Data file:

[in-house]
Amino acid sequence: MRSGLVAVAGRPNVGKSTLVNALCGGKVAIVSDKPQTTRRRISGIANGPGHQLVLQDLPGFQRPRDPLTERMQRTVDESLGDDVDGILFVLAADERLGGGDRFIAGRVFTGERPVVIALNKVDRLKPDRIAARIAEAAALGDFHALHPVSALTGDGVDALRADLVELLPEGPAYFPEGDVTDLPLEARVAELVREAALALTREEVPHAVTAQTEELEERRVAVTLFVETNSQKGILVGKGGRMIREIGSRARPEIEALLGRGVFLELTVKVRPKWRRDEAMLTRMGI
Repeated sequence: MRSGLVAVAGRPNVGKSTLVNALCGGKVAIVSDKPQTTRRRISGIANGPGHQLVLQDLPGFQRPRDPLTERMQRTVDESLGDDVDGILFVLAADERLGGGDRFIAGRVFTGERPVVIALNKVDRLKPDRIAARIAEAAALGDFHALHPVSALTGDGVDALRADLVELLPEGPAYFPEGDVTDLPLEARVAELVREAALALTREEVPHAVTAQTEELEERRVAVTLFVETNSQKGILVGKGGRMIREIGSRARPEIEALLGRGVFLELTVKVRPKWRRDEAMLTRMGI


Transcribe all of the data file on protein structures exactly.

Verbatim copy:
[in-house]
Amino acid sequence: MRSGLVAVAGRPNVGKSTLVNALCGGKVAIVSDKPQTTRRRISGIANGPGHQLVLQDLPGFQRPRDPLTERMQRTVDESLGDDVDGILFVLAADERLGGGDRFIAGRVFTGERPVVIALNKVDRLKPDRIAARIAEAAALGDFHALHPVSALTGDGVDALRADLVELLPEGPAYFPEGDVTDLPLEARVAELVREAALALTREEVPHAVTAQTEELEERRVAVTLFVETNSQKGILVGKGGRMIREIGSRARPEIEALLGRGVFLELTVKVRPKWRRDEAMLTRMGI
Repeated sequence: MRSGLVAVAGRPNVGKSTLVNALCGGKVAIVSDKPQTTRRRISGIANGPGHQLVLQDLPGFQRPRDPLTERMQRTVDESLGDDVDGILFVLAADERLGGGDRFIAGRVFTGERPVVIALNKVDRLKPDRIAARIAEAAALGDFHALHPVSALTGDGVDALRADLVELLPEGPAYFPEGDVTDLPLEARVAELVREAALALTREEVPHAVTAQTEELEERRVAVTLFVETNSQKGILVGKGGRMIREIGSRARPEIEALLGRGVFLELTVKVRPKWRRDEAMLTRMGI